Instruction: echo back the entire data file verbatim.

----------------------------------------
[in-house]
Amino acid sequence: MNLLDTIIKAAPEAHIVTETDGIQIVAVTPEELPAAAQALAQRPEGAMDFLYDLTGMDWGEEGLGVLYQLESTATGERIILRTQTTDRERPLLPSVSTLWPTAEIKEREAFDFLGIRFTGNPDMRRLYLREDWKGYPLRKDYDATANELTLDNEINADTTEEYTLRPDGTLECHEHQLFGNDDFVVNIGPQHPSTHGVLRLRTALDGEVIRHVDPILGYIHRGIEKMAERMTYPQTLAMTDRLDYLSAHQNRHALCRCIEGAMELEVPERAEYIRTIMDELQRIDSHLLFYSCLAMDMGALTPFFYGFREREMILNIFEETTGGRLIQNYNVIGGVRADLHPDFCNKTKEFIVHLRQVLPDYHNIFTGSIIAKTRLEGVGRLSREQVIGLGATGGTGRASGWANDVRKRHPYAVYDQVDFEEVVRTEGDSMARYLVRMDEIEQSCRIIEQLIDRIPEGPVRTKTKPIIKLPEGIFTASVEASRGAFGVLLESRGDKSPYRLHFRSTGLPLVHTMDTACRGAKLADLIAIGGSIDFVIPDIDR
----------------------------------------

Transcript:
[in-house]
Amino acid sequence: MNLLDTIIKAAPEAHIVTETDGIQIVAVTPEELPAAAQALAQRPEGAMDFLYDLTGMDWGEEGLGVLYQLESTATGERIILRTQTTDRERPLLPSVSTLWPTAEIKEREAFDFLGIRFTGNPDMRRLYLREDWKGYPLRKDYDATANELTLDNEINADTTEEYTLRPDGTLECHEHQLFGNDDFVVNIGPQHPSTHGVLRLRTALDGEVIRHVDPILGYIHRGIEKMAERMTYPQTLAMTDRLDYLSAHQNRHALCRCIEGAMELEVPERAEYIRTIMDELQRIDSHLLFYSCLAMDMGALTPFFYGFREREMILNIFEETTGGRLIQNYNVIGGVRADLHPDFCNKTKEFIVHLRQVLPDYHNIFTGSIIAKTRLEGVGRLSREQVIGLGATGGTGRASGWANDVRKRHPYAVYDQVDFEEVVRTEGDSMARYLVRMDEIEQSCRIIEQLIDRIPEGPVRTKTKPIIKLPEGIFTASVEASRGAFGVLLESRGDKSPYRLHFRSTGLPLVHTMDTACRGAKLADLIAIGGSIDFVIPDIDR